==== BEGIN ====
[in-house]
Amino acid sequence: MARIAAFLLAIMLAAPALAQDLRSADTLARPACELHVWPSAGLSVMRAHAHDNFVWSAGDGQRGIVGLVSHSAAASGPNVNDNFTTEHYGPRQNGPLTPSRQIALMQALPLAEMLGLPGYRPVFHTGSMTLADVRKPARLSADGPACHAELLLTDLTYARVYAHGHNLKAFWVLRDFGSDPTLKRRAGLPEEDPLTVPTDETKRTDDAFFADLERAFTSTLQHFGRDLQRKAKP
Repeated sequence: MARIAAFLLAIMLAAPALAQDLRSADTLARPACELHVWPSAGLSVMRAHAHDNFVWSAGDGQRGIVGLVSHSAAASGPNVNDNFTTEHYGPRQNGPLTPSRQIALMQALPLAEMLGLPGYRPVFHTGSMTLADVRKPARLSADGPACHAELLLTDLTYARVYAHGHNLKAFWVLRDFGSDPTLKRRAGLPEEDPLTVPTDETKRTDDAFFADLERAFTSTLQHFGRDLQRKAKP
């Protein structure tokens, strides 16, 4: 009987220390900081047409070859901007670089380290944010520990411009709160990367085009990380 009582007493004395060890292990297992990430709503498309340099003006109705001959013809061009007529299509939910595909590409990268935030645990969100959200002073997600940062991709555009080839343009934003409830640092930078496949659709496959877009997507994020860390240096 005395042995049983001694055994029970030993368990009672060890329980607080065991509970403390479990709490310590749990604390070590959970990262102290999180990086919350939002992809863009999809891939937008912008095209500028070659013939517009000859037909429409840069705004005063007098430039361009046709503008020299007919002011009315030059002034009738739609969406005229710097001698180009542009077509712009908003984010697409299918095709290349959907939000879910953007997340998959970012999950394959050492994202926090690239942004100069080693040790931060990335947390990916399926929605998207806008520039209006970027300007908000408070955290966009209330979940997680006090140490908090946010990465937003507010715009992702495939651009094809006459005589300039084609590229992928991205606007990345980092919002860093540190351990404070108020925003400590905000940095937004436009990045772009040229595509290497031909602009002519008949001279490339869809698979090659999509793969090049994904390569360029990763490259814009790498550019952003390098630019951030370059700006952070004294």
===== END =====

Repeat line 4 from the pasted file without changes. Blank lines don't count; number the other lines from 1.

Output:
């Protein structure tokens, strides 16, 4: 009987220390900081047409070859901007670089380290944010520990411009709160990367085009990380 009582007493004395060890292990297992990430709503498309340099003006109705001959013809061009007529299509939910595909590409990268935030645990969100959200002073997600940062991709555009080839343009934003409830640092930078496949659709496959877009997507994020860390240096 005395042995049983001694055994029970030993368990009672060890329980607080065991509970403390479990709490310590749990604390070590959970990262102290999180990086919350939002992809863009999809891939937008912008095209500028070659013939517009000859037909429409840069705004005063007098430039361009046709503008020299007919002011009315030059002034009738739609969406005229710097001698180009542009077509712009908003984010697409299918095709290349959907939000879910953007997340998959970012999950394959050492994202926090690239942004100069080693040790931060990335947390990916399926929605998207806008520039209006970027300007908000408070955290966009209330979940997680006090140490908090946010990465937003507010715009992702495939651009094809006459005589300039084609590229992928991205606007990345980092919002860093540190351990404070108020925003400590905000940095937004436009990045772009040229595509290497031909602009002519008949001279490339869809698979090659999509793969090049994904390569360029990763490259814009790498550019952003390098630019951030370059700006952070004294």